Repeat in Baseball? Not Likely: Check Out the Odds and Which League Repeats Most
As the Giants begin their quest for a repeat title, they will have their work cut out for them.
Over the last 30 years, Major League Baseball has seen the least amount of repeat champions out of the big four (NFL, NBA, NHL, MLB).
The league has only three repeats since 1980, and that includes a three-peat by the New York Yankees (a three-peat counts as two repeats) from 1998-2000.
The other team to repeat during this period was the Toronto Blue Jays, who went back to back in 1992-1993.
It’s even more dramatic when you realize that Major League Baseball did not have a repeat champion the entire decade of the '80s, or the 2000s.
1. The Oakland Athletics went to three World Series in a row (88-90), winning just one.
2. The Atlanta Braves repeated as World Series losers (91-92), including losing two more in the '90s for a total of four (96, 99). Thankfully for Bobby Cox’s legacy, they did win one in 95.
3. The New York Yankees won four out of five World Series (96-00), including the three-peat mentioned earlier. They would've made it four in a row if it weren’t for that amazing World Series victory by the Arizona Diamondbacks in 2001.
NFL: Second Hardest to Repeat
The NFL is the second-hardest league to repeat in since 1980, as only four teams have done it.
The San Francisco 49ers were the first and only team to accomplish the feat in the '80s ('88-89).
The Dallas Cowboys were one of two teams to repeat in the '90s ('92, '93) followed by the Denver Broncos later in the decade (97, 98).
The New England Patriots were the only team to repeat in the 2000s ('02, '03), and the NFL hasn’t had a Super Bowl winner in the title game the following year since.
1. The San Francisco 49ers went to the Super Bowl four times in the '80s, winning all four ('81, '84, '88, '89).
2. The Denver Broncos went to the Super Bowl three times in the '80s, losing all three ('86, '87, '89).
3. The Buffalo Bills went to the Super Bowl four times in a row in the '90s ('90-'93) and lost them all.
4. The Dallas Cowboys went to the Super Bowl three out of four years ('92-'95), winning all three times.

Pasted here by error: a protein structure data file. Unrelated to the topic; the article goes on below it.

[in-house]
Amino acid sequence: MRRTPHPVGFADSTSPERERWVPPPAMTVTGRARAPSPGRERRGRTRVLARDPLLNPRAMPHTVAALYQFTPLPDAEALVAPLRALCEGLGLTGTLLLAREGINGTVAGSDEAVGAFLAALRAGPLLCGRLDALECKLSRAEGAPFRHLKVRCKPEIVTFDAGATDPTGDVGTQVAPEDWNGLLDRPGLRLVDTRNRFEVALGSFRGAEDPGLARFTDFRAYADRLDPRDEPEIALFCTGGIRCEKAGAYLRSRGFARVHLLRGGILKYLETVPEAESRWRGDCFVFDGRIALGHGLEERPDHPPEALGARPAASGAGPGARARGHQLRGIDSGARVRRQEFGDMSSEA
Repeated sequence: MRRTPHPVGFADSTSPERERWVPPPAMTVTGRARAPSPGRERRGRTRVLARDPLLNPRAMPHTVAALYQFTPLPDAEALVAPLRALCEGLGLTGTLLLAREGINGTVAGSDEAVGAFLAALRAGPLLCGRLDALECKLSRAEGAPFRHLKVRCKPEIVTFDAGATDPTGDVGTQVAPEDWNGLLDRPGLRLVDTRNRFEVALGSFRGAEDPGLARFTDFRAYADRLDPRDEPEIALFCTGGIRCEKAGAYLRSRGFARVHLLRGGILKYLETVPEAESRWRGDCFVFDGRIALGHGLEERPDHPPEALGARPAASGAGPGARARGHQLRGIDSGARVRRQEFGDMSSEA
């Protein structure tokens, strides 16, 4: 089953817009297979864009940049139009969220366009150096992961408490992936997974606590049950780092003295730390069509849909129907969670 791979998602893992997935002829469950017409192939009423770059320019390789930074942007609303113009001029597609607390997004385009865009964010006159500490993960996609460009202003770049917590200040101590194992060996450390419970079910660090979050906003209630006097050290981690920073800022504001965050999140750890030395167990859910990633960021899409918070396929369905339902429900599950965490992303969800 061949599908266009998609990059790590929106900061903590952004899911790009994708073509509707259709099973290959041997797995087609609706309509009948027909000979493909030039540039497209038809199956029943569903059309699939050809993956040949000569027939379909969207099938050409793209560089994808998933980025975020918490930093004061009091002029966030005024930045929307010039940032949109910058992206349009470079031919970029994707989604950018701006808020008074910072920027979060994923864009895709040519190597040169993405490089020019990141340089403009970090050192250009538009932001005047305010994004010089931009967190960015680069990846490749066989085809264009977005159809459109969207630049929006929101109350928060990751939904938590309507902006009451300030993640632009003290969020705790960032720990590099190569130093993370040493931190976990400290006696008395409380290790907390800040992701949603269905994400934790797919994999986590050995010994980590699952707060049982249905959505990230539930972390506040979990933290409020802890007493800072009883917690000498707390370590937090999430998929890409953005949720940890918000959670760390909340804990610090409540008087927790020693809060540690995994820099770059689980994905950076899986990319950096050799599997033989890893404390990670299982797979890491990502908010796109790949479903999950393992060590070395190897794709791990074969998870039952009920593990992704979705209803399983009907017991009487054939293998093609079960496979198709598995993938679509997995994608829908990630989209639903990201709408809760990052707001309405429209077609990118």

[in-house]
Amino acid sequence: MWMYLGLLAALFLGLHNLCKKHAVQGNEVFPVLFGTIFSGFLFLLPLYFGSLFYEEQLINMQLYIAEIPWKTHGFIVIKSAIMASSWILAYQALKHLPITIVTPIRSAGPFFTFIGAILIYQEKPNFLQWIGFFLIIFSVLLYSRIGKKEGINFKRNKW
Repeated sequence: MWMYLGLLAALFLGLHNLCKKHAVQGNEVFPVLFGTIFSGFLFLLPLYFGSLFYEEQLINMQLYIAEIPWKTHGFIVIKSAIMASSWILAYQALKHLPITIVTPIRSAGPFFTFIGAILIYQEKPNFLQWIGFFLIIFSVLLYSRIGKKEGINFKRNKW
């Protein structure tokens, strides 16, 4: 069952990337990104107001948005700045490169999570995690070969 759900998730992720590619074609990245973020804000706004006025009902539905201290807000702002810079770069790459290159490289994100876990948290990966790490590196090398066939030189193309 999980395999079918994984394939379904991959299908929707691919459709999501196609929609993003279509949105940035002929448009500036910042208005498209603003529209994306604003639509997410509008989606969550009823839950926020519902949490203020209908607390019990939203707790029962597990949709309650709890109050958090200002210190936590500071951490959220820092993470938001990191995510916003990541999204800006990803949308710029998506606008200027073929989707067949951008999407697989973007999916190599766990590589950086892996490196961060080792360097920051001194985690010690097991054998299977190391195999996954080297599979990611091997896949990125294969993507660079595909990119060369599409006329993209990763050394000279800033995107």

5. The New England Patriots went to the Super Bowl three out of four years ('01-'04), winning all three times.
NHL: Still Only 4 Franchises, but with More Frequency
The NHL has seen the second-highest total of repeats since 1980 with seven, which includes a four-peat from the New York Islanders ('80-'83) to kick off the 1980s.
After losing to the Islanders in '83, the Edmonton Oilers followed with their own pair of repeats in the decade, including 84-85 and 87-88.
The nineties featured two repeat champions: first the Pittsburgh Penguins ('91, '92), then the Detroit Red Wings ('97, '98).
Since 1998, the NHL hasn’t had a repeat champion, the longest current drought of the big four.
1. Between 1984-1990, the Edmonton Oilers went to five NHL Finals and won them all.
2. Between 1995-2002, the Detroit Red Wings went to four NHL Finals, winning two and losing two.
NBA: It's Just Repeat, After Repeat, After Repeat
The NBA is not only the easiest league to repeat in over the past 30 years—with 10 repeat champions—repeats really have been the status quo for the league since the mid '80s.
After trading championships with the Boston Celtics for the first part of the '80s, the Los Angeles Lakers were the first team to repeat in the decade ('87, '88) followed by the Detroit Pistons ('89, '90).
The nineties were littered with repeats, as the Chicago Bulls started the decade with their first of two three-peats ('91-'93, '96-'98), with the Houston Rockets sneaking a repeat in between ('94-'95).
After the San Antonio Spurs won in '98, the Los Angeles Lakers were right back at, it winning the next three.
Skip ahead to present day, and the Lakers are back-to-back champions, as Kobe Bryant looks for his second three-peat championship to match Michael Jordan’s total.
1. In the 1980s, the Lakers or the Celtics won eight out of 10 championships. Three of the times they went head to head ('84, '85, '87).
2. The Lakers were in the finals eight out of 10 times in the '80s. They won five.
3. From 1999-2007, the San Antonio Spurs were in four out of nine NBA Finals; they won all four.